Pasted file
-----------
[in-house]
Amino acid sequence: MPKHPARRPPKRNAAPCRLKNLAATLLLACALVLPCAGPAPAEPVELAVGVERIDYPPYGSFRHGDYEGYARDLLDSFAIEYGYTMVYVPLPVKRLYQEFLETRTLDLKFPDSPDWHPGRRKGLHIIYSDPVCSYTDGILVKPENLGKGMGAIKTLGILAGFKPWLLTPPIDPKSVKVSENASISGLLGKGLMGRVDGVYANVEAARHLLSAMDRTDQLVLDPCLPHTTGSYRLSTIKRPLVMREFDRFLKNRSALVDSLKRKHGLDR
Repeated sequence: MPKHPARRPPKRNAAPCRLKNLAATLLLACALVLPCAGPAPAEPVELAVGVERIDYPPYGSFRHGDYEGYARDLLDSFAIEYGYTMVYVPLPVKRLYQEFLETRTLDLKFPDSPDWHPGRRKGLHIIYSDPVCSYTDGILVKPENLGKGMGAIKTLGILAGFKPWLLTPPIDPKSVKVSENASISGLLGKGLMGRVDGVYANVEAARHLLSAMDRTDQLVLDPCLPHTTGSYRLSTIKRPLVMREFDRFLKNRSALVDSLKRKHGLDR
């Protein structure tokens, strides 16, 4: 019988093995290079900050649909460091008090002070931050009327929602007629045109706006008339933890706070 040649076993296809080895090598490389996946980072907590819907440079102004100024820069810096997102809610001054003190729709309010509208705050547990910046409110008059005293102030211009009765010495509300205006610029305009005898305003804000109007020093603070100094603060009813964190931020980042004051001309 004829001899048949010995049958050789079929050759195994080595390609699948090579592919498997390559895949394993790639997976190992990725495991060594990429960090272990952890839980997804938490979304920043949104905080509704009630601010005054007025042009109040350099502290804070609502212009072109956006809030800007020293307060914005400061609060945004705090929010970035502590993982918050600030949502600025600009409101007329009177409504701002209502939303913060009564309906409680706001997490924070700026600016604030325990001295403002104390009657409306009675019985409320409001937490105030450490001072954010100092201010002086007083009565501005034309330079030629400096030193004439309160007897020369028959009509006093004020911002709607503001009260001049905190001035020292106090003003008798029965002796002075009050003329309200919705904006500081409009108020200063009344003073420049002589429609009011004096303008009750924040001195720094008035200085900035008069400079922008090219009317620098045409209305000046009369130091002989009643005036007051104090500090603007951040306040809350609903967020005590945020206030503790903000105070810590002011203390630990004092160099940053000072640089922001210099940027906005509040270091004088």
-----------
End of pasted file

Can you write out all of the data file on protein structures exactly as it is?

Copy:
[in-house]
Amino acid sequence: MPKHPARRPPKRNAAPCRLKNLAATLLLACALVLPCAGPAPAEPVELAVGVERIDYPPYGSFRHGDYEGYARDLLDSFAIEYGYTMVYVPLPVKRLYQEFLETRTLDLKFPDSPDWHPGRRKGLHIIYSDPVCSYTDGILVKPENLGKGMGAIKTLGILAGFKPWLLTPPIDPKSVKVSENASISGLLGKGLMGRVDGVYANVEAARHLLSAMDRTDQLVLDPCLPHTTGSYRLSTIKRPLVMREFDRFLKNRSALVDSLKRKHGLDR
Repeated sequence: MPKHPARRPPKRNAAPCRLKNLAATLLLACALVLPCAGPAPAEPVELAVGVERIDYPPYGSFRHGDYEGYARDLLDSFAIEYGYTMVYVPLPVKRLYQEFLETRTLDLKFPDSPDWHPGRRKGLHIIYSDPVCSYTDGILVKPENLGKGMGAIKTLGILAGFKPWLLTPPIDPKSVKVSENASISGLLGKGLMGRVDGVYANVEAARHLLSAMDRTDQLVLDPCLPHTTGSYRLSTIKRPLVMREFDRFLKNRSALVDSLKRKHGLDR
């Protein structure tokens, strides 16, 4: 019988093995290079900050649909460091008090002070931050009327929602007629045109706006008339933890706070 040649076993296809080895090598490389996946980072907590819907440079102004100024820069810096997102809610001054003190729709309010509208705050547990910046409110008059005293102030211009009765010495509300205006610029305009005898305003804000109007020093603070100094603060009813964190931020980042004051001309 004829001899048949010995049958050789079929050759195994080595390609699948090579592919498997390559895949394993790639997976190992990725495991060594990429960090272990952890839980997804938490979304920043949104905080509704009630601010005054007025042009109040350099502290804070609502212009072109956006809030800007020293307060914005400061609060945004705090929010970035502590993982918050600030949502600025600009409101007329009177409504701002209502939303913060009564309906409680706001997490924070700026600016604030325990001295403002104390009657409306009675019985409320409001937490105030450490001072954010100092201010002086007083009565501005034309330079030629400096030193004439309160007897020369028959009509006093004020911002709607503001009260001049905190001035020292106090003003008798029965002796002075009050003329309200919705904006500081409009108020200063009344003073420049002589429609009011004096303008009750924040001195720094008035200085900035008069400079922008090219009317620098045409209305000046009369130091002989009643005036007051104090500090603007951040306040809350609903967020005590945020206030503790903000105070810590002011203390630990004092160099940053000072640089922001210099940027906005509040270091004088």